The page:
For plastic molding projects, the quality and performance of a finished product start with its design. Several molding processes, like Resin Transfer Molding (RTM) and Reaction Injection Molding (RIM), are ideal for accommodating molded-in components that can improve both part quality and performance. Incorporating these composite materials can improve structural integrity or reduce secondary operations. When designed properly, complex plastic molded parts incorporating these components can result in lower production costs and higher strength. Read more >
Polydicyclopentadiene (pDCPD) is a highly engineered thermoset polymer with exceptional physical properties including chemical and corrosion resistance, impact strength, stiffness, and heat resistance. Perfect for rough and demanding environments, pDCPD is used in thousands of applications where large, strong, and aesthetically-pleasing parts are required.
The design freedom of pDCPD has virtually no limitation on part size or weight. It delivers the molding flexibility of a thermoset, but with characteristics similar to expensive engineered thermoplastics. Read more >
Reaction Injection Molded (RIM) components feature a combination of unique physical properties not found in thermoplastics or metal. Incredible impact and corrosion resistance makes RIM-molded thermosetting resins like polyurethane and polydicyclopentadiene (pDCPD) an excellent choice for original equipment manufacturer’s (OEMs) whose equipment must withstand harsh conditions. RIM plastics excel in high temperature, highly corrosive, and extremely abrasive environments.
Dear Customers, Suppliers, and Employee-Owners,
The novel Coronavirus, better known as COVID-19, has become a household word. Although we do not fully understand its future within our company nor the economy, we do understand and support those that are battling the virus on the front lines. Osborne is working to keep its business safe and steady to support any and all business as the many economies continue to re-open around the world. Read more >
One of the advantages of custom plastic molding is the ability to easily accommodate molded-in components. From brackets or threaded inserts to attach molded plastic parts to finished equipment or cores to add structural integrity to a part, the RTM (Resin Transfer Molding) and RIM (Reaction Injection Molding) processes are well suited for molded-in components. Read more >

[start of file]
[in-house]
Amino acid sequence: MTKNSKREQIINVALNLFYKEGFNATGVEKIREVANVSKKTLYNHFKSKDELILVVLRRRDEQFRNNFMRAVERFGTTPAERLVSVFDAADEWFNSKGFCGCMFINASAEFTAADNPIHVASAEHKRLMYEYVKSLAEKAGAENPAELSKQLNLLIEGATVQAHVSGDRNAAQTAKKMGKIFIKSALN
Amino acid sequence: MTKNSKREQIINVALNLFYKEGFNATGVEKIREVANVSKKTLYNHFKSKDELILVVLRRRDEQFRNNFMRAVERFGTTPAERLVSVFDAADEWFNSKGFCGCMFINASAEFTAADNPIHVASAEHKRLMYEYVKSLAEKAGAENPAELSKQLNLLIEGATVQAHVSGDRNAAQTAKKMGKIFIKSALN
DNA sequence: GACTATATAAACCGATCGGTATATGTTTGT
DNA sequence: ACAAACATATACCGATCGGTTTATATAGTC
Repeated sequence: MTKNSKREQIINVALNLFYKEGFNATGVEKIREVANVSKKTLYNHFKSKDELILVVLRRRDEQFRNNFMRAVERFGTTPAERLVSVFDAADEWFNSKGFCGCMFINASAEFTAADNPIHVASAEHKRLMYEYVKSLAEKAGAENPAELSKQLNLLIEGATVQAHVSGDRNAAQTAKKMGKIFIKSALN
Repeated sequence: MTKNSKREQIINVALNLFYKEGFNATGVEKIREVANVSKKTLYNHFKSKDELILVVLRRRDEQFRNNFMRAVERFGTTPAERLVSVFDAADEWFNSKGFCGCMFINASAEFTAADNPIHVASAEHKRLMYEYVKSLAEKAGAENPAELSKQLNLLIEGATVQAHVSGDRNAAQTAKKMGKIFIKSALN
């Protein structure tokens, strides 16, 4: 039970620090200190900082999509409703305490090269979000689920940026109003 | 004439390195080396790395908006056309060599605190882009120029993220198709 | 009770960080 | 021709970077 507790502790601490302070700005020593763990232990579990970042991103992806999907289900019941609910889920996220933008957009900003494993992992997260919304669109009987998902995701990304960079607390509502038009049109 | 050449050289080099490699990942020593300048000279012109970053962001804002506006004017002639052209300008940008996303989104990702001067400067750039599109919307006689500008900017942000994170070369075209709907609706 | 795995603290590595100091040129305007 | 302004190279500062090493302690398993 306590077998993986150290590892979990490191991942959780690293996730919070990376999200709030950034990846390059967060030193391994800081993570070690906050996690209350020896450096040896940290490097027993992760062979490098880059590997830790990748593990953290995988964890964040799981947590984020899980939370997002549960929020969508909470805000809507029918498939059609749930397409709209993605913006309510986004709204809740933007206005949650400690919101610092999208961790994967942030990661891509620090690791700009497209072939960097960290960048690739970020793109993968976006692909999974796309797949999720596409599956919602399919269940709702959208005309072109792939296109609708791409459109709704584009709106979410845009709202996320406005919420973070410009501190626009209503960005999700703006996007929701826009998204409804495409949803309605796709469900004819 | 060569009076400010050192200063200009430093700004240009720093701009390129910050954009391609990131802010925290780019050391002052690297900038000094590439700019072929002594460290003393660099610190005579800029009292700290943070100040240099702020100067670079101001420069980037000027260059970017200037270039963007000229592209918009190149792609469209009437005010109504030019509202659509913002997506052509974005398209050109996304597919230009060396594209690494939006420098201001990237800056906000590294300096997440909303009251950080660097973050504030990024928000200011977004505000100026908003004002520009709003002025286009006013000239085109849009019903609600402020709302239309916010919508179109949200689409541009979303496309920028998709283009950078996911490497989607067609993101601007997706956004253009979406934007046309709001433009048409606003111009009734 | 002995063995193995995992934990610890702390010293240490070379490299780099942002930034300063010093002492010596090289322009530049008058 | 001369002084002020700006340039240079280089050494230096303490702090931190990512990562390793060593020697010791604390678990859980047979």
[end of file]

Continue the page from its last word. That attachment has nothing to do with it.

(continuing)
Molded thermoset plastic products offer numerous advantages over other plastic molding processes, including outstanding structural rigidity and strength and lower tooling costs. The molding process is crucial to reap the rewards of these advantages, but the properties of the materials used, like fiber-reinforced polymers or fiberglass-reinforced plastics (FRP), are what make these finished parts a success. Read more >
Comprehending the difference between thermoset vs thermoplastics, and which applications are suitable for each type, is often confused. Though thermoplastics and thermosets may seem similar, they actually have very different properties, and thus, industry applications. The differences between these two polymers are significant enough that understanding the behavior of each can ultimately help improve product designs and decisions.
Osborne Industries breaks down the differences between these two types of well-known polymers. Read more >
Plastic design guidelines are crucial for polydicyclopentadiene (pDCPD) molding because they allow for easier part moldability, reduce overall production time, and help to ensure the quality of a final product. We’ve outlined some fundamental guidelines you’ll want to consider when preparing pDCPD parts for reaction injection molding.
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Custom thermoset molding services range across a variety of industries, each with a unique set of materials and part specifications. Both the resin transfer molding (RTM) process and reaction injection molding (RIM) process offer specific capabilities that can be applied to virtually any project depending on the manufacturing needs, and they are often customized based on industry.
For example, a molded blower housing for a popular cotton harvester would need to be abrasion-resistant and a louver for the same machine must be impact-resistant, whereas a part for a tanning bed would not necessarily need these qualifiers because of how and where it is used.
Osborne Industries reviews how these processes can differ based on the industry for which they’re manufactured. Read more >
Custom plastic molding and die-cast molding have been compared for decades. When it comes down to a side-by-side comparison, companies that convert from metal to plastic experience many benefits from the transition. Plastic components are superior to metal in more ways than one, including strength and impact resistance, weight, and design flexibility. We break down each major component to keep in mind when considering a metal to plastic conversion. Read more >